In spite of the challenges, Stephanie does note that her past and current military experience has allowed her to incorporate strengths gained in the service into her civilian life. Along with a high level of organization, attention to deadlines, and the unique ability to guide and mentor others, Stephanie highlights the lack of fear in actively pursuing her studies. "My experiences have allowed me to minimize my humility and pride so that I can ask questions in an open forum," she says, "questions I know many other students do not feel comfortable asking."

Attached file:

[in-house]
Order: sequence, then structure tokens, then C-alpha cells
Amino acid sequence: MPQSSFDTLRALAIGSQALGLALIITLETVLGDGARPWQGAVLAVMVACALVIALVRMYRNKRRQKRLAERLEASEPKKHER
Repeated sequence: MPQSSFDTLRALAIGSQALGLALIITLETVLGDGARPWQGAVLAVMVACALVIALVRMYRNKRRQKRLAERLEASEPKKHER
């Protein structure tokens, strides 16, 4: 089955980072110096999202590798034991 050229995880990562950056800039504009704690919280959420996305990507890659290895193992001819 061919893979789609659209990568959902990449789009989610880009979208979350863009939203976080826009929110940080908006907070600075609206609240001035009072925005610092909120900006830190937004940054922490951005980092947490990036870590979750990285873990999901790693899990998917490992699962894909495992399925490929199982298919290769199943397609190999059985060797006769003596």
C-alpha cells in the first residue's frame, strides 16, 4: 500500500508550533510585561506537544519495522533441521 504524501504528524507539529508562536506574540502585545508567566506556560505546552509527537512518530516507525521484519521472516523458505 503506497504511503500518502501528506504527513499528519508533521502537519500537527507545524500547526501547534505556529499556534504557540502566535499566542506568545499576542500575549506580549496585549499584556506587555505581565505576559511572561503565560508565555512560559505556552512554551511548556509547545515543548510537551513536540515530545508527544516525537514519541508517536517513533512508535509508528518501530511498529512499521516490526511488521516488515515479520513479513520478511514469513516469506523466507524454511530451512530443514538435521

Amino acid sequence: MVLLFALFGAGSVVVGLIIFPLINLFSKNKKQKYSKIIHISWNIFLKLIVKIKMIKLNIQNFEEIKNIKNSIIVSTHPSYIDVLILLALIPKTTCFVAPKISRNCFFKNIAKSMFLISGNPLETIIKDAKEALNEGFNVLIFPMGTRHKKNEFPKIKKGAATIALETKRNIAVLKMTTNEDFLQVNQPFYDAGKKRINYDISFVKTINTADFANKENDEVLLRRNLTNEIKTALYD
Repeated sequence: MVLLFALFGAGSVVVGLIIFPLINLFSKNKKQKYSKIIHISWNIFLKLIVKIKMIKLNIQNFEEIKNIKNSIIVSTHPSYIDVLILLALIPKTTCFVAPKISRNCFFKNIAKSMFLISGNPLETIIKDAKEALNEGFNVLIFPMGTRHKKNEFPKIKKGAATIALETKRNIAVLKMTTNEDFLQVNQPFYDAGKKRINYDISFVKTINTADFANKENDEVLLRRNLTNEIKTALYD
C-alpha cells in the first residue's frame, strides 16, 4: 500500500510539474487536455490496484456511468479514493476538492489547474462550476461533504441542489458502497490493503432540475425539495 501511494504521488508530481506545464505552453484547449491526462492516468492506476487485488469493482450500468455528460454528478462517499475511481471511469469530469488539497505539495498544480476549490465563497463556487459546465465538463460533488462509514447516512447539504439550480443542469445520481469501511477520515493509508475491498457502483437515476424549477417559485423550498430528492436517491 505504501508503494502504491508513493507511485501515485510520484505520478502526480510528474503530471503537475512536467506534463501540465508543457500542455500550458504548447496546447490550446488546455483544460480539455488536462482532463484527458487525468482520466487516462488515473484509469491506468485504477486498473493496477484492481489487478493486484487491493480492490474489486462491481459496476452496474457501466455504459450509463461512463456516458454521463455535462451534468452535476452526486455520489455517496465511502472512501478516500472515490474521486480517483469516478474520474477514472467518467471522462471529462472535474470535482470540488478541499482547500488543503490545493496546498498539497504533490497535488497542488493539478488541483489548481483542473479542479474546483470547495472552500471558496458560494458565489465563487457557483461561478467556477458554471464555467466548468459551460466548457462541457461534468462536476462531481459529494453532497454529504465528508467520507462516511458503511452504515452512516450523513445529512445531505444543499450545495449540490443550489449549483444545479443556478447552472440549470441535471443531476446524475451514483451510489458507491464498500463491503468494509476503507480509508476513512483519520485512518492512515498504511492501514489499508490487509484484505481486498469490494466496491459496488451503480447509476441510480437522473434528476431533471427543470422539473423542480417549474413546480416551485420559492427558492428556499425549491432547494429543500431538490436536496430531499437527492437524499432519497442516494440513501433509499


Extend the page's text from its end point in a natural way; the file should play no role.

With a light at the end of the tunnel leading toward her BA in psychology, Stephanie looks forward to taking a break from school, enjoying her family, and taking the time to see what comes next. "The last two years have been stressful and challenging," she notes, "which have all been distractions from being able to pinpoint my true interest."
|Photo: Psychology McNair Scholars Claudia Linares, Ibette Valle, Martina Fruhbauerova, Alicia Sawers, Reina Kluender – not pictured, Victoria Chambers|
"The McNair Program has helped me find a cohort of likeminded individuals who are dealing with the same struggles as me, and who are dedicated to research. It's inspiring to be surrounded by individuals who've overcome so many barriers just to get into an undergraduate program."
- Alicia Mendez Sawers, McNair Scholar and Psychology major